Day 14: Words

Over the weekend I saw the movie “Words and Pictures” with Clive Owen and Juliette Binoche.

A talented English teacher, who drinks too much and writes too little, falls for an art teacher who struggles against her own body to paint. A battle is waged: do words matter more or do pictures?

It’s a love story that made me love words even more.

Words fill the places chocolate can’t reach. I sat on my backyard swing and savored just one poem, just one. To read too many poems at once is to eat an entire box of chocolates. Eating more than one piece blurs the taste of the next one. 

This morsel from Billy Collins was the perfect piece of fudge for my soul:

Genius 

was what they called you in high school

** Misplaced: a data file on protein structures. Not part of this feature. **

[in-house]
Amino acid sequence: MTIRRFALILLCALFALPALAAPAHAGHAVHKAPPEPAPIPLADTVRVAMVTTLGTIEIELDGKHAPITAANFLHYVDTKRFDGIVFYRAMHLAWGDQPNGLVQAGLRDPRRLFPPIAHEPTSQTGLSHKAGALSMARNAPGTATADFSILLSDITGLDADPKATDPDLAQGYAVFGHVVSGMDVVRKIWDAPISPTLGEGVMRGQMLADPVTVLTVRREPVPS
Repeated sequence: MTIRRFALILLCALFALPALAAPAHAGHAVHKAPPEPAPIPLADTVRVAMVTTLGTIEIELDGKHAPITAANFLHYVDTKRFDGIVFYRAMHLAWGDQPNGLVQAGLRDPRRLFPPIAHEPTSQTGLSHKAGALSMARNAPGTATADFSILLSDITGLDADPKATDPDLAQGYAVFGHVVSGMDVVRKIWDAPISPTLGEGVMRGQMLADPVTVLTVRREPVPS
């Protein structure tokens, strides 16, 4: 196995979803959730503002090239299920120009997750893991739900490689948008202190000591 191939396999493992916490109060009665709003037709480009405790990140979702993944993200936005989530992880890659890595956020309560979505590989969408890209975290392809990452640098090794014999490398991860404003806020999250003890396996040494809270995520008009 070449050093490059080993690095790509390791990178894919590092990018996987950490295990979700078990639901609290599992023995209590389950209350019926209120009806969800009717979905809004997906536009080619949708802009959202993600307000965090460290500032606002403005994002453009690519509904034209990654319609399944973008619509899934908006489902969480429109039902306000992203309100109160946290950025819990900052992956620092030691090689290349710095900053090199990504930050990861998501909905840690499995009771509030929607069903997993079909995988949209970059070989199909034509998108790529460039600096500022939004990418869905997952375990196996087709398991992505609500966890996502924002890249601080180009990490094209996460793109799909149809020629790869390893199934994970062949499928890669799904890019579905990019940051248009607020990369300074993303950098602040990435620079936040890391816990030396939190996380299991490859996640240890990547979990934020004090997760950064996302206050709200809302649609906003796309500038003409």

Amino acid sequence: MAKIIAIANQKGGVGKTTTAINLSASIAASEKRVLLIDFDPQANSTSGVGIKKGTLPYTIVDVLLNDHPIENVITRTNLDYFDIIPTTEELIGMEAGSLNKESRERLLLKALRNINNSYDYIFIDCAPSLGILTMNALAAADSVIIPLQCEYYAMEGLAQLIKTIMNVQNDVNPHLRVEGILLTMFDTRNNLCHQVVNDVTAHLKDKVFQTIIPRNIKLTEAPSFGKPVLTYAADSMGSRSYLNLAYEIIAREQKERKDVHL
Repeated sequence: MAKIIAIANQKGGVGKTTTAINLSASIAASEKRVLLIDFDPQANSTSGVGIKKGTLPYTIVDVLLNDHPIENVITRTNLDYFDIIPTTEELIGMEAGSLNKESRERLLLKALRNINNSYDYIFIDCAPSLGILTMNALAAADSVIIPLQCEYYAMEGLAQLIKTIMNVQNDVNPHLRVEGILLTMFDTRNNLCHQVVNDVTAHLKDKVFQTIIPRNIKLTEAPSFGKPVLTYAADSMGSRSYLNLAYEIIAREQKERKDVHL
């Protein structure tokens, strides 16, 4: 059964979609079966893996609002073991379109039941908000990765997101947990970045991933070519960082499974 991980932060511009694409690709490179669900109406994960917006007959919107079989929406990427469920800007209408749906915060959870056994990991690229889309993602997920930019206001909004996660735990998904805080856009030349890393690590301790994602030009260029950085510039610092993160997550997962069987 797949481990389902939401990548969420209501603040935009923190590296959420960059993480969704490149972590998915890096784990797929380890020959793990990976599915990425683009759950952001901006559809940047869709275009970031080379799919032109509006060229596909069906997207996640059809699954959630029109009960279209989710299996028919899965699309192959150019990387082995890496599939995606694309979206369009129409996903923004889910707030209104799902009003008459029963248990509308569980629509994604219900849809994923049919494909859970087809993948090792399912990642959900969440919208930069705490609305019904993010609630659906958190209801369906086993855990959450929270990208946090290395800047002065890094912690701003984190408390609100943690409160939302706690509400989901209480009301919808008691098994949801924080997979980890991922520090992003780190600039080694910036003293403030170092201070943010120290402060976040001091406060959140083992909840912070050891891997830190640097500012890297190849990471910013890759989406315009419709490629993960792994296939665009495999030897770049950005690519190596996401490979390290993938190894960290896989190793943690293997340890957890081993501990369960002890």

if you tripped on a shoelace in the hall
and all your books went flying.

Or if you walked into an open locker door
you would be known as Einstein,
who imagined riding a streetcar into infinity.

Later, genius became someone
who could take a sliver of chalk and square pi
a hundred places out beyond the decimal point,

or someone painting on his back on a scaffold,
or a man drawing a waterwheel in a margin,
or spinning out a little night music.

But earlier this week on a wooded path,
I thought the swans afloat on the reservoir
were the true geniuses,

the ones who had figured out how to fly,
how to be both beautiful and brutal,
and how to mate for life.

Twenty-four geniuses in all,
for I numbered them as Yeats had done,
deployed upon the calm, crystalline surface--

forty-eight if we count their still reflections,
or an even fifty if you want to toss in me
and the dog running up ahead,

who were smart enough to be out
that morning--she sniffing the ground,

me with my head up in the light morning breeze.